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How to Taper Before Your Event
By Courtenay Schurman, MS, CSCS
“Tapering” is one of those terms that you hear over and over, but do you really fully understand what it means or how to properly implement one in your training program?
Tapering differs from event to event. In simplest terms, what you are trying to do when you taper is recover from all of your hard training, so that you are well rested and ready to put the training to the test. When you have trained and “peaked” properly, you should experience increased power, reduced lactic acid buildup and fatigue, increased blood volume, enhanced work capacity, increased fuel storage, and renewed interest in participating in your event (if at any point you were verging on overtraining). You should feel like you have plenty of “pop” or “spring” in your muscles, and you should also feel a bit antsy, as though you cannot wait to get going again. The most common mistake people make leading up to their event is to think that “more is better” and to train hard right up until the day before the day of the race or climb. As difficult as it is to remember, fitness actually improves with rest, and you want to be well rested to perform optimally.
How long you taper will depend on how fit you are going into it, and what you are peaking for. If you are about to embark on a 3-week climb, your taper will be longer than a taper for a 5K foot race. If you have reached a high level of fitness, you probably will need a longer taper than someone in poorer condition who may want to continue training at reduced intensity to within a few days of the event. If you are in the middle of a climbing or racing season with several “big climbs” or competitions planned, you may even choose to embark on a modified program of maintenance during the week (or month, or season, as the case may be), with mini-peaks and mini-tapers of 2-4 days before each climb, race or event.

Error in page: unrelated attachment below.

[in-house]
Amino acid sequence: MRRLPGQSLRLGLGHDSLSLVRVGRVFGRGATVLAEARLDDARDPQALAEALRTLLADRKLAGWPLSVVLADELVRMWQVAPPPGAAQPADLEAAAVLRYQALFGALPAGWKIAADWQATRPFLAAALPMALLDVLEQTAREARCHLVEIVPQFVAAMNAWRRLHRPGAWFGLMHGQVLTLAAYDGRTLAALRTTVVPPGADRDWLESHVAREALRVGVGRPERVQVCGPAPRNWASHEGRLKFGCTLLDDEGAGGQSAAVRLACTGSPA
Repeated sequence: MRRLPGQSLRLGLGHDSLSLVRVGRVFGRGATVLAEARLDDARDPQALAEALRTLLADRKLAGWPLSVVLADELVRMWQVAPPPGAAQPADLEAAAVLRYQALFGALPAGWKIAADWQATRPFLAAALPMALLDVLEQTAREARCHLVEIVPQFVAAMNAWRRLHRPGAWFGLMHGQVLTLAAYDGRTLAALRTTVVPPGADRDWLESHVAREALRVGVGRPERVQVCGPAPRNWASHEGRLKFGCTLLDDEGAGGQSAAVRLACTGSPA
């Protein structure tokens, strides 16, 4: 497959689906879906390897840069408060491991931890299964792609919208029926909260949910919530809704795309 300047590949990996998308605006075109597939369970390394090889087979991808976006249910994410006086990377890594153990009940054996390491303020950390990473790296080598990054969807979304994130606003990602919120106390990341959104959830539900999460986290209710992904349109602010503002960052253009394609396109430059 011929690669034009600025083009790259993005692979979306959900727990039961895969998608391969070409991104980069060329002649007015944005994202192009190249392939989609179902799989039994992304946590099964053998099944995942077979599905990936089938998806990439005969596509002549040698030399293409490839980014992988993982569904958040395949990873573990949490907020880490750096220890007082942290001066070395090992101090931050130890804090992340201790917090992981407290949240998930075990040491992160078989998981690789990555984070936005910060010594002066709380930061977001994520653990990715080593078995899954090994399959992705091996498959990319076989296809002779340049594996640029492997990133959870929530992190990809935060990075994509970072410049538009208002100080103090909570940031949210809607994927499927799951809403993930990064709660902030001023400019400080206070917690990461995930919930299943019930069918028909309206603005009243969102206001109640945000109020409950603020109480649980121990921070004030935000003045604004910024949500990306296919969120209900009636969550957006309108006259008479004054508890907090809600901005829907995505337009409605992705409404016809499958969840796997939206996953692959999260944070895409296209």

If you consider a multi-day climb or a multi-hour event like an ironman, ultra, or marathon as examples, a taper might start as far as 2 weeks prior to the start of your event, with a final strength training workout no closer than ten days before your departure, and a final high-intensity aerobic workout no closer than 4-5 days before your event. This enables you to completely replenish the muscle glycogen following exhausting training leading up to your event and provides a mental and physical break before you need your full capacities to excel at your climb or race.
Cardiovascular workouts should also gradually decrease in length over a week, although it may be best to try to maintain the frequency of your aerobic workouts. Run distances, for example, may diminish to a 2-3 mile jog two days before a marathon, or a 30 min. jog or elliptical workout two days prior to a climb of Mt. Rainier. You might choose to include a moderate hike with half the pack weight you intend to use, with a fraction of the distance or elevation you normally accomplish, in order to “stretch out and maintain the feel for the trail.” If you are training for a triathlon, you might consider doing a 3/4-distance simulated triathlon a full two weeks before the race to mentally prepare yourself and visualize how you will compete, but then train each leg separately for the remainder of the two weeks before the race. Remember to include 1) proper hydration for 3-5 days prior to your race or climb, and 2) adequate loading of fuel -- anything taking over two hours in duration will rely on a diet consisting roughly of 65% carbohydrates / 20% fat / 15% protein.
At any point if you feel you are putting in more effort with diminishing returns, you may want to take some time off, but a well-thought-out training program will have you taking that “rest” as a scheduled taper right before your big event. Happy training!